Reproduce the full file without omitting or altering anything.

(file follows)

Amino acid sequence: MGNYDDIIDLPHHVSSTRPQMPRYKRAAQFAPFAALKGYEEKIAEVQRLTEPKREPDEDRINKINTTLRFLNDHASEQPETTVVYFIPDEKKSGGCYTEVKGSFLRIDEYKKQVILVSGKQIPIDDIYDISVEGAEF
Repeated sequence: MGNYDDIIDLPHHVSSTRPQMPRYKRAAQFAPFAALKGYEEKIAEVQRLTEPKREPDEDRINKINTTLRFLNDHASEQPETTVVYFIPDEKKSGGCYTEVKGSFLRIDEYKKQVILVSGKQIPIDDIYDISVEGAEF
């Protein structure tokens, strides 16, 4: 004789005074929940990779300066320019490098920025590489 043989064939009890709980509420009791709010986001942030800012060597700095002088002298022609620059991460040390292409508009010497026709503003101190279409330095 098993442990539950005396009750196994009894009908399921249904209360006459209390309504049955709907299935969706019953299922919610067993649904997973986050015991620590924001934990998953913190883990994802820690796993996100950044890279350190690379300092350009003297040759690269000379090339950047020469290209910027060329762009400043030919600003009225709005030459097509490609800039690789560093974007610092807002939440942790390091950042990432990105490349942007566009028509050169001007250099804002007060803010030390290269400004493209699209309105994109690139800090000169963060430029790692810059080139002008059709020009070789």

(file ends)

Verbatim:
Amino acid sequence: MGNYDDIIDLPHHVSSTRPQMPRYKRAAQFAPFAALKGYEEKIAEVQRLTEPKREPDEDRINKINTTLRFLNDHASEQPETTVVYFIPDEKKSGGCYTEVKGSFLRIDEYKKQVILVSGKQIPIDDIYDISVEGAEF
Repeated sequence: MGNYDDIIDLPHHVSSTRPQMPRYKRAAQFAPFAALKGYEEKIAEVQRLTEPKREPDEDRINKINTTLRFLNDHASEQPETTVVYFIPDEKKSGGCYTEVKGSFLRIDEYKKQVILVSGKQIPIDDIYDISVEGAEF
């Protein structure tokens, strides 16, 4: 004789005074929940990779300066320019490098920025590489 043989064939009890709980509420009791709010986001942030800012060597700095002088002298022609620059991460040390292409508009010497026709503003101190279409330095 098993442990539950005396009750196994009894009908399921249904209360006459209390309504049955709907299935969706019953299922919610067993649904997973986050015991620590924001934990998953913190883990994802820690796993996100950044890279350190690379300092350009003297040759690269000379090339950047020469290209910027060329762009400043030919600003009225709005030459097509490609800039690789560093974007610092807002939440942790390091950042990432990105490349942007566009028509050169001007250099804002007060803010030390290269400004493209699209309105994109690139800090000169963060430029790692810059080139002008059709020009070789």